tools to observe and analyze cultures, halfway through the course I re-discovered the work of Arnold Cornelis.
Unfortunately, his major work is not available in English. Just some articles in hard-to-find magazines. But Mr. Cornelis
provides a new model for looking at cultures as they develop – and fall back in development through time.

His model is based on three ‘layers of stability’. The first one is the first stage of any culture, where there is no science,
and people don’t understand nature. The ‘natural systems of youth and the past’. In order to come to terms with this, they
develop ideas of a supernatural character. This binds people: it’s what you see when students from different cultures get
together. It’s the basic layer of any culture; you could say, it’s a culture’s heart. It’s what you miss most when you’re
away from home. When people discover science and start to observe and understand nature, they also develop a social
structure: ‘social ruling systems – current society’. This second layer I call the ‘mind’ of a culture. This is where
education comes in. In the last centuries many cultures moved to the second layer, without giving up the first. What’s a
mind without a heart? However, it’s also the layer where we find conflict; not only between social and political systems
(world wars; the ‘cold war’), but also, between cultures that are settled in the first two layers (find your own examples).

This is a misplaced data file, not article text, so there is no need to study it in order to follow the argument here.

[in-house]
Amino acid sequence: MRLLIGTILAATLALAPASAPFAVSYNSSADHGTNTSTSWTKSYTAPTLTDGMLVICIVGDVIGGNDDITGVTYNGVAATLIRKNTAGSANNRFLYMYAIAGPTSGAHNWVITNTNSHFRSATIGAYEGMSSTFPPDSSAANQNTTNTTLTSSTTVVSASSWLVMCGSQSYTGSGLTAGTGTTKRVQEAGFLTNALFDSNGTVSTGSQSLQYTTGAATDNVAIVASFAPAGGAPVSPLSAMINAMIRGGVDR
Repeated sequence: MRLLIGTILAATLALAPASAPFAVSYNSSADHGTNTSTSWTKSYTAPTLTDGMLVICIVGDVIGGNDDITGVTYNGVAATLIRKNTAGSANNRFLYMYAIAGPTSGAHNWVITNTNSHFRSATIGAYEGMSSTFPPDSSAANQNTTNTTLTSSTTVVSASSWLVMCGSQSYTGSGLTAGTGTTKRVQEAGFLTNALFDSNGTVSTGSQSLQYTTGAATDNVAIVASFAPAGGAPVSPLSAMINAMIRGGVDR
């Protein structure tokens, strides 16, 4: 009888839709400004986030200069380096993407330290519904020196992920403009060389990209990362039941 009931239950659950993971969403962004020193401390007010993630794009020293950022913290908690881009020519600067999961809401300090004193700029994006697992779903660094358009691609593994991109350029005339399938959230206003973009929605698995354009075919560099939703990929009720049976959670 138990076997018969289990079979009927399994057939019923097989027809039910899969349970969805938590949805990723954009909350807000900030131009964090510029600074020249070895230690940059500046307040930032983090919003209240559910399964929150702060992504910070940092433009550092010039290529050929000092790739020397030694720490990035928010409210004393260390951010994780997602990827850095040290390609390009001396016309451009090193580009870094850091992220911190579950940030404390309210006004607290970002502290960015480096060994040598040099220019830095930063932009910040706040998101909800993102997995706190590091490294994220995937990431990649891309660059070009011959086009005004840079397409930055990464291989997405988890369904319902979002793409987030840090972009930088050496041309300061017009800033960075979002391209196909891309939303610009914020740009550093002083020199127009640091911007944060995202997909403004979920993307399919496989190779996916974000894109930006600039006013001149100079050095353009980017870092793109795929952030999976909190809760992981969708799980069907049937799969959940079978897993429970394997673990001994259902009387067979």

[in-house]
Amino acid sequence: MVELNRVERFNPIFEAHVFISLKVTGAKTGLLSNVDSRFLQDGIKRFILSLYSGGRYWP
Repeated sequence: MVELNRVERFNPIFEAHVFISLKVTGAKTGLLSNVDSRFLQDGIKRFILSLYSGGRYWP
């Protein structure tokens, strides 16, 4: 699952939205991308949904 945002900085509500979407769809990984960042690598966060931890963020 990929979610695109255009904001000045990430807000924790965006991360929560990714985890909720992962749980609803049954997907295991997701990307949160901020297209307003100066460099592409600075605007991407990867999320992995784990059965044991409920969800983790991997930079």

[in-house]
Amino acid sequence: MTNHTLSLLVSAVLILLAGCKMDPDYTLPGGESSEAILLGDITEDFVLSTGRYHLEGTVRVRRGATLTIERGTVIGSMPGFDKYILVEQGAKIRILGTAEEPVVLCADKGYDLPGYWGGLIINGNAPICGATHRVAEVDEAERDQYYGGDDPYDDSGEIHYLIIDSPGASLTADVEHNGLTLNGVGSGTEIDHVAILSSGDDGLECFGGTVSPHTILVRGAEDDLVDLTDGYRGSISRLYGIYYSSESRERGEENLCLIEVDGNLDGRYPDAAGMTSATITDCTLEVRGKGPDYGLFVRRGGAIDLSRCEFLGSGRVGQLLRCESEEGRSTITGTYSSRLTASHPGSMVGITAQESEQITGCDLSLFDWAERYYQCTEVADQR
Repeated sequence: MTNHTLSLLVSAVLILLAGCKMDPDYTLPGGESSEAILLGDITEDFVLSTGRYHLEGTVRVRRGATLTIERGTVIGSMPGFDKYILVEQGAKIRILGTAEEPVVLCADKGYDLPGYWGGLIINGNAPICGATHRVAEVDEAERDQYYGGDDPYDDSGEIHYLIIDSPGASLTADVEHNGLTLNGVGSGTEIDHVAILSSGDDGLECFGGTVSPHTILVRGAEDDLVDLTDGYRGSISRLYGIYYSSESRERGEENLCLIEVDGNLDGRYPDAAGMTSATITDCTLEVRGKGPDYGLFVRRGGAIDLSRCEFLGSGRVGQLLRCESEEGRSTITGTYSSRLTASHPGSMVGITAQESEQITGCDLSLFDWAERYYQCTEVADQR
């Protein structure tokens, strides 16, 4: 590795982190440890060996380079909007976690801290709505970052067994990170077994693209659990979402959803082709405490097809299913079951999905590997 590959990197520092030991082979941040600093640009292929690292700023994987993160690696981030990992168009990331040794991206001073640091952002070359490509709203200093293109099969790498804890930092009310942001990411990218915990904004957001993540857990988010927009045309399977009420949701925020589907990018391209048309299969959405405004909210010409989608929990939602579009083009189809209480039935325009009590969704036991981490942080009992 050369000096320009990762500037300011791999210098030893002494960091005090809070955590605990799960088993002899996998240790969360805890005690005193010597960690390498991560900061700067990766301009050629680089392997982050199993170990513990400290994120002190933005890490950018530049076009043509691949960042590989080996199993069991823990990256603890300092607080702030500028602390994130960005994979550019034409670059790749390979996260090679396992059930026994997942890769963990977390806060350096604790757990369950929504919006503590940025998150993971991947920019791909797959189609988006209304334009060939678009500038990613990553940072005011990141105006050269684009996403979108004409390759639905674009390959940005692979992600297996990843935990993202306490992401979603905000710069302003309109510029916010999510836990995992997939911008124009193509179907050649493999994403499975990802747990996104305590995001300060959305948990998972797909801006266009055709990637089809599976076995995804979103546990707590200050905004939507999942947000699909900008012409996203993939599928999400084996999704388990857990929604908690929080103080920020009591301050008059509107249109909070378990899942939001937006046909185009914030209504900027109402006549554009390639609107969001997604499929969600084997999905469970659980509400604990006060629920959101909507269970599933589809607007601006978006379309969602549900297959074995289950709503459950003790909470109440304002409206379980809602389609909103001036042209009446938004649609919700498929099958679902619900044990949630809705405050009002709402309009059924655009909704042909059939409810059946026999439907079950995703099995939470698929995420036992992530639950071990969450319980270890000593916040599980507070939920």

The 21st century is a chance to change all that, as we now have the ways and means to communicate. Now, this is the
third and final layer of stability: ‘communicative self-management as a future model’. There is one problem: the peoples
in layer 2 forgot (or underestimated) the importance of learning to communicate. This keeps us all from reaching that
peaceful layer, where we all can pick the fruits of both the hearts and minds, the incredible richnesses of our cultures.

An other interesting concept is the ‘catastrophic learning process’. This is the case, when people look for solutions to a
problem in a thinking system that doesn’t contain these solutions. Like running around my car ten times doesn’t fill up
its petrol tank. Which isn’t an invalidation to anything that comes from the first stability layer, it just doesn’t provide
answers to material problems. Like the second layer is not fit to handle problems that belong to the first. However,
intercultural communication most definitely belongs to the third layer, and - small as the effort may seem - every time
two members of different cultures discover they can communicate, showing respect for each other’s culture, I think we
are making a difference.